You don’t have to drive hours off the interstate to find Florida’s natural beauty and funky history. You can find treasures within 10 minutes of these I-75 exits.
Post Tagged with: "funky florida"
The Big Bend Scenic Byway links a big national wildlife refuge, three state parks, three historic lighthouses, one of the best beach islands in Florida and picturesque fishing towns. It winds through an area that sees fewer tourists, and offers rustic Old Florida delights at every turn–from black bears to white squirrels.
Hukilau is a festival of tiki culture that attracts more than a thousand people to Fort Lauderdale every year to celebrate rum drinks, tiki trinkets and nostalgia for the 1950s. If you don’t attend, you still might want to visit the unique bars and restaurants that attract the tikiphiles.
If you’re visiting the western entrance to Everglades National Park and the Ten Thousand Islands, there is a bed and breakfast that caters specifically to kayakers, hikers and outdoor enthusiasts – the Ivey House Bed and Breakfast in Everglades City.
Smallwood Store is an exceptional slice of Florida history at an end-of-the-road site overlooking Chokoloskee Bay near Everglades City.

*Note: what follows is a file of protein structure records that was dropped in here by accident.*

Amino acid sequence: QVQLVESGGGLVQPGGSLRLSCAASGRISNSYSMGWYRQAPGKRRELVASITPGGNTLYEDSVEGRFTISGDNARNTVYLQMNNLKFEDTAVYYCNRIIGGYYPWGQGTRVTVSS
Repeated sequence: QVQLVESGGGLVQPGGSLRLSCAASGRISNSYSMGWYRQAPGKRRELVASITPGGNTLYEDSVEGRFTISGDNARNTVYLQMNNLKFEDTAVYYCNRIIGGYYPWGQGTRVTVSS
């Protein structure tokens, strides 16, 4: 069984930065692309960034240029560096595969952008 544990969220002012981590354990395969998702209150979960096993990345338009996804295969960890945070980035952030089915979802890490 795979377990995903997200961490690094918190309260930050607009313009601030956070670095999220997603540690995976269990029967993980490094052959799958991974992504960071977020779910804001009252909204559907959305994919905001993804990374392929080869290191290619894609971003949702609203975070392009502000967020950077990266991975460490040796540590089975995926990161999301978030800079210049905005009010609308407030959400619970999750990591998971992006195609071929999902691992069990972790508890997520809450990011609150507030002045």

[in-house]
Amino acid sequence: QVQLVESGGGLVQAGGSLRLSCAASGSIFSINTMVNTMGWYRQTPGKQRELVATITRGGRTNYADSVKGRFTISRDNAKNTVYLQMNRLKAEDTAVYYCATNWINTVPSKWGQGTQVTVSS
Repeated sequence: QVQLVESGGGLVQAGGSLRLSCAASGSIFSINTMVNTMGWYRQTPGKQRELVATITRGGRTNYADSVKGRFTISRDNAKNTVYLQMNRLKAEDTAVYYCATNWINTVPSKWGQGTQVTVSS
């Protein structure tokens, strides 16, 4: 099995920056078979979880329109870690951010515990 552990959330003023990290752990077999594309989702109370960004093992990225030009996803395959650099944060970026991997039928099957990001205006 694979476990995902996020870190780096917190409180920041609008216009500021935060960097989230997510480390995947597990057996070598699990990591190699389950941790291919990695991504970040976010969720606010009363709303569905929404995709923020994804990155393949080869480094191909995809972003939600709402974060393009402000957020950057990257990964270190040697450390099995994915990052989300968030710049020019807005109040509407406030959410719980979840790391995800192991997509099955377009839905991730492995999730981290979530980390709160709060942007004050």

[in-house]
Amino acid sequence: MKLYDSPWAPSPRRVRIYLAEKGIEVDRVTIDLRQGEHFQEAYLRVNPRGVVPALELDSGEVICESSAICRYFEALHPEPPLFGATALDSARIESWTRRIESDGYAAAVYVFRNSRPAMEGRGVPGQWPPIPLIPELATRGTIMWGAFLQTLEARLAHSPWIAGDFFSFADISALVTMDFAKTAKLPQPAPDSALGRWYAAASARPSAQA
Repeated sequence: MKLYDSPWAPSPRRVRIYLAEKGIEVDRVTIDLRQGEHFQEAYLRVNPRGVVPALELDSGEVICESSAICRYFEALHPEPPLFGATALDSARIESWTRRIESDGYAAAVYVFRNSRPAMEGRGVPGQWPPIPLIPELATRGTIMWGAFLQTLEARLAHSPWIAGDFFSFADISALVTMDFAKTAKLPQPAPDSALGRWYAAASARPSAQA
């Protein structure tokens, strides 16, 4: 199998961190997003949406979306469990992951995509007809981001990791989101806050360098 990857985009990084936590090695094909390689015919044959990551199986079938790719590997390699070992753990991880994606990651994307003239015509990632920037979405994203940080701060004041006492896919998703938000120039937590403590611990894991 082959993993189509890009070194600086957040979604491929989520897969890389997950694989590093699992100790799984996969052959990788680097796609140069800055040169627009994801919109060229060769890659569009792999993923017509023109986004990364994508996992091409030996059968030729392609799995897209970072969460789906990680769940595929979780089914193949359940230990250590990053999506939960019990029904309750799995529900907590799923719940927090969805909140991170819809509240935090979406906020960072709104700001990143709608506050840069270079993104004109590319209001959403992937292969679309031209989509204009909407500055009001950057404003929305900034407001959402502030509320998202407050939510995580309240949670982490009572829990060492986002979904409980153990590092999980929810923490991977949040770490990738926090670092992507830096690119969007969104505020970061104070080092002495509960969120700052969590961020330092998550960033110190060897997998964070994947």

JB’s is your original crab shack, a funky Florida kind of place where blue crabs are served steaming from the kitchen and dumped onto sheets of brown kraft paper that serve as your tablecloth. There’s an outdoor dining deck with a tiki bar overlooking Mosquito Lagoon.
They don’t make movies like “African Queen” any more — and they don’t make boats like the African Queen either. If your dream was to sit where Humphrey Bogart or Katherine Hepburn sat in the classic 1951 movie, then head to Key Largo. Here are the details you need to plan a visit.
This out-of-the-way destination reminds us of artsy waterfront towns like Key West and Cedar Key. West of Fort Myers, Matlacha is a colorful collection of little wooden houses surrounded by good saltwater-kayak trails. Artists love this funky little village.
Alabama Jack’s has been an outpost in the middle of water and mangroves for 50 years. It’s a well-weathered, open-air, waterfront spot known for conch fritters, fresh fish and pure Keys ambiance.
This state park has superior cabins and is a great base for kayaking the Suwanee and hiking. It’s also home to an oddly dated museum on Stephen Foster. (We considered it a funky Florida find.)